There are probably many reasons why some people worsen more quickly than others. Stress is implicated in many other diseases, and without question, it plays an important role in MS.
It is clear that some patients are genetically predisposed to rapid progression of illness. Persons who have the DR-2 (DR-1 1501) gene have more severe disease than those who do not. However, Dr. Dupont in Denmark showed 30 years ago that when patients have both the DR-2 gene and HLA-B7, they predictably have rapidly progressive disease and severe disability (malignant MS). For example, in our Florida experience, although only 7% of Cuban patients have the DR-2 gene, when they have both DR-2 and HLB-B7, they too have malignant MS.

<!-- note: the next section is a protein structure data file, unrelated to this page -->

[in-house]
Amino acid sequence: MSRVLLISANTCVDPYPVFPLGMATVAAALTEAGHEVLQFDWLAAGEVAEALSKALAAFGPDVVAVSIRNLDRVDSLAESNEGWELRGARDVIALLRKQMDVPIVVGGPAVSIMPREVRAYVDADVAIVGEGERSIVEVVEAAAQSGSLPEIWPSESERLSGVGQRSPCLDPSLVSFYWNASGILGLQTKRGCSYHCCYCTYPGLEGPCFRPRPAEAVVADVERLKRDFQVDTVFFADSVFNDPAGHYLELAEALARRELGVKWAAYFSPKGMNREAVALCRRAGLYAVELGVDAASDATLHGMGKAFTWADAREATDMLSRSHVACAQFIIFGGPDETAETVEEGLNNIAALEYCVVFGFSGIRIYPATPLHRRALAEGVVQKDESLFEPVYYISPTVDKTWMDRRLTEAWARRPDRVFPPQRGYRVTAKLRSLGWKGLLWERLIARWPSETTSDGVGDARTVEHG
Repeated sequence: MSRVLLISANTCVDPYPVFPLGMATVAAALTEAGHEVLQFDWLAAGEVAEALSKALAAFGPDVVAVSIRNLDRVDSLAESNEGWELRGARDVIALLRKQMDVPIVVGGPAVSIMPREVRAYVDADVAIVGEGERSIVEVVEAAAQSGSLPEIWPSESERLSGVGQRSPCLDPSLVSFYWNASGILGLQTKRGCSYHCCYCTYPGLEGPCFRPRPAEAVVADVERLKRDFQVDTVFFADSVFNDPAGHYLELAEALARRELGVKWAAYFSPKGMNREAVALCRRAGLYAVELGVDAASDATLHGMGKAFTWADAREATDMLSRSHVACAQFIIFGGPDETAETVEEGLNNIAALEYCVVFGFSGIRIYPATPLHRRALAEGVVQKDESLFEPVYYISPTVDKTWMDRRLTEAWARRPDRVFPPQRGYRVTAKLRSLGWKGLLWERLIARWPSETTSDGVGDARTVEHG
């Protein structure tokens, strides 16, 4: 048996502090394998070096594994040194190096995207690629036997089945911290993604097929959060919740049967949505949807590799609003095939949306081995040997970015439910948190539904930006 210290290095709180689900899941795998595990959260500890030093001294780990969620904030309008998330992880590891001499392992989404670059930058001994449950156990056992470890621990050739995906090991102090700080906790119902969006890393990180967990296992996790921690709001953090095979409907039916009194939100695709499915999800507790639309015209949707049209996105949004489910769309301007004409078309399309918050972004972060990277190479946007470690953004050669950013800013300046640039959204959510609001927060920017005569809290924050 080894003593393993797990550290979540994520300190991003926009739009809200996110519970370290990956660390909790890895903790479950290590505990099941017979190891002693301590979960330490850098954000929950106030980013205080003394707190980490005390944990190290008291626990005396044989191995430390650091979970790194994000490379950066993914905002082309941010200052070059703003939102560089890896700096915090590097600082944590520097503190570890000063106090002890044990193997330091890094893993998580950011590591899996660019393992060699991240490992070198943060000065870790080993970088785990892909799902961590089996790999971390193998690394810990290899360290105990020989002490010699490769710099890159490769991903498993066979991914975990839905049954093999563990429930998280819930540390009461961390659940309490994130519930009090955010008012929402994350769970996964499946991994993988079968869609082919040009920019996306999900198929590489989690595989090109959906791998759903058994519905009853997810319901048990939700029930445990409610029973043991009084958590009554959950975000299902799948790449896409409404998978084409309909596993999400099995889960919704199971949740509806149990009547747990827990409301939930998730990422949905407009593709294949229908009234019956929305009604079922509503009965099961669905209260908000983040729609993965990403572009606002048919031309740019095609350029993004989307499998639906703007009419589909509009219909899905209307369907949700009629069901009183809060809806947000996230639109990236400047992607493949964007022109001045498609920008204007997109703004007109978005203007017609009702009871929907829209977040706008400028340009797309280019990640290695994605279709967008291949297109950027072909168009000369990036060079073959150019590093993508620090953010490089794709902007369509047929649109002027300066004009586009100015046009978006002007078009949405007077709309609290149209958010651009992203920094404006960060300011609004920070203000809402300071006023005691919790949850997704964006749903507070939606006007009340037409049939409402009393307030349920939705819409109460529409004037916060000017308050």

There is no simple way of determining beforehand how an individual patient will fare during the course of MS. However, the frequency of attacks (one attack in the first year), good recovery from the attack, a small amount of disease in brain MRI scans, and recovery of a feeling of well-being are good indicators for a better outlook. Treatment has improved the outlook for all MS patients.
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